Having put the house on the market last August, we are slowly creeping towards actually getting close to maybe exchanging contracts. A move closer to the office may well be in the offing.
So, it has come to pass that the house is being cleared out. Boxes of “useful stuff” have been taken down the tip via at least a dozen trips. Boxes of old clothes have been taken to the charity shops. And boxes of old bank statements, credit card bills, expired insurance documents, student union cards and other detritus of life have to be dealt with.
We are not talking a couple of years here. We are talking about a time before we moved here – 22 years ago. A time before we moved to the previous house – 27 years ago. Indeed a time before the land that time forgot.
There was an Access bill from 1981. That’s 34 years ago (obviously).
Also obviously all this should have been dealt with years ago. There really is no need to keep credit card statements for £20 of petrol from a generation and a half ago. But what to do with it? The shredder gives up the ghost beyond six sheets of paper and after about fifteen minutes, it needs a rest for half an hour. Then, what do you do with a bloody great bag of shredded paper? The tip won’t take it. The guinea pig will be left 3 feet down at the bottom of the garden if/when we move, so has no need for bedding any longer. So, bring on the garden incinerator…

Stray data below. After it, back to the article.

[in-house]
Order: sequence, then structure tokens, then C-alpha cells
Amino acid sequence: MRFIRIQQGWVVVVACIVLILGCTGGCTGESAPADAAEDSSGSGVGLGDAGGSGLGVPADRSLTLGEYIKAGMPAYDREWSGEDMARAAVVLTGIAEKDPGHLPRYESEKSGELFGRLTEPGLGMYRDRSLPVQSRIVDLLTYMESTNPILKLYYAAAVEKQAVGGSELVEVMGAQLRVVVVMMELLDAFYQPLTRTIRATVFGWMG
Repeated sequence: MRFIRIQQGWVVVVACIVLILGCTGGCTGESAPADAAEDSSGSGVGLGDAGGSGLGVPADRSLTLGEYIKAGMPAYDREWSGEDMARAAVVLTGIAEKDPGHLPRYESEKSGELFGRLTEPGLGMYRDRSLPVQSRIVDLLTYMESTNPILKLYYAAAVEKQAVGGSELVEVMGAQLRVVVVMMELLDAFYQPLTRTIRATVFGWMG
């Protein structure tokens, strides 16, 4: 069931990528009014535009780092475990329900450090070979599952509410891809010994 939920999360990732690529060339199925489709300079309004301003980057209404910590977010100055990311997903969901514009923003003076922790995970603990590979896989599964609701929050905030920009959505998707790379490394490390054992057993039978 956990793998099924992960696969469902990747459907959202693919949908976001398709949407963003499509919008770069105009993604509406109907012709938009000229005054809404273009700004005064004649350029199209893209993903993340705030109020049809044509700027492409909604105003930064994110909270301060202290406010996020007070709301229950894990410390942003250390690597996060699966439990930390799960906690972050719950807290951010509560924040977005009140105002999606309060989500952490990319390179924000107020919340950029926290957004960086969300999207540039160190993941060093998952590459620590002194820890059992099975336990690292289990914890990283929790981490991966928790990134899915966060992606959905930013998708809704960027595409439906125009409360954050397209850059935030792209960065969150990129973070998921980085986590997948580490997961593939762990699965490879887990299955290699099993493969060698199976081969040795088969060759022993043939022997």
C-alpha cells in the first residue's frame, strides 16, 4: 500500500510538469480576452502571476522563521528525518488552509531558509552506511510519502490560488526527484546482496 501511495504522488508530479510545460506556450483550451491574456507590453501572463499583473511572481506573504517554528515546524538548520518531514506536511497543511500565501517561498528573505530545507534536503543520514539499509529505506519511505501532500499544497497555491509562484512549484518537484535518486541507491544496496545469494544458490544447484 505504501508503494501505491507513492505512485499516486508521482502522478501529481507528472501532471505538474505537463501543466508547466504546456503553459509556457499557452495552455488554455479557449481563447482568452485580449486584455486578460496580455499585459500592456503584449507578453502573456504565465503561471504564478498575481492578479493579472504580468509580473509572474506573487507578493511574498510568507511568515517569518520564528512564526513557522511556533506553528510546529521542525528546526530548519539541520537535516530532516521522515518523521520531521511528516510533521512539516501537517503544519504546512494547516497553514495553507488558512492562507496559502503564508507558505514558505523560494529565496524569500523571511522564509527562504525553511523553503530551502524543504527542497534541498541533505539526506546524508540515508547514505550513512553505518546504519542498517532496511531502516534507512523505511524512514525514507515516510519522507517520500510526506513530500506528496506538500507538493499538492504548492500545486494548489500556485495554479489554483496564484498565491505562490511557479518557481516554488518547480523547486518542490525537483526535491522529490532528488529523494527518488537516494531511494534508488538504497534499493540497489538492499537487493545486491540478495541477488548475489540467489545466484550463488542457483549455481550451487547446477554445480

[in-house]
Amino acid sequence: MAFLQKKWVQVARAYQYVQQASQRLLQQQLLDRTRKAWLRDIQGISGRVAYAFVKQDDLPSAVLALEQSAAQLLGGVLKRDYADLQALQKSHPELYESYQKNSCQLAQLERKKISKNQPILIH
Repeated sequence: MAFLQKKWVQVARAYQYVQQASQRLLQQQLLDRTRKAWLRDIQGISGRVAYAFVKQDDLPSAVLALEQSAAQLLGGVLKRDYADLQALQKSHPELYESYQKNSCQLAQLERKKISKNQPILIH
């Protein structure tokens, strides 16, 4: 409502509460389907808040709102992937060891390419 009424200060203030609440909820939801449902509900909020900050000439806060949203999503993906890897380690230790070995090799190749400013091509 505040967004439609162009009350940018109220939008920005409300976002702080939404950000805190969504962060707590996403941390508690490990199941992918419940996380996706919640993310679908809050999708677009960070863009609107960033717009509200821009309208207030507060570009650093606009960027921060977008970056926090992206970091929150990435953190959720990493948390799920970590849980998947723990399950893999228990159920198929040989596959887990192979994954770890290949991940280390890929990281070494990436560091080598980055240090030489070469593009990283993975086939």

Paper is actually difficult to burn, in quantity. Outer sheets burn, but a whole load of sheets will only char in the middle, even when the fire is burning fiercely at 451F, which is the temperature at which paper burns. It’s bloody hot. Hot enough to remove the galvanising from the incinerator. This means that paper has to be added gradually, or the fire stirred with a suitable long handled garden implement – wooden handles don’t take kindly to 451F by the way.
However, after an hour or so on Saturday evening, 34 years of life in papers had gone up in smoke.
Cathartic isn’t a sufficiently good word for it. It was extremely satisfying, but edifying seeing the ebb and flow state of the family finances over the years disappear. Mostly flow, let’s face it.
Even if the whole moving transaction goes TU before exchange and completion (definitely not getting excited about it yet), the house, and especially the loft, will never be the same again.
And that has to be a good thing.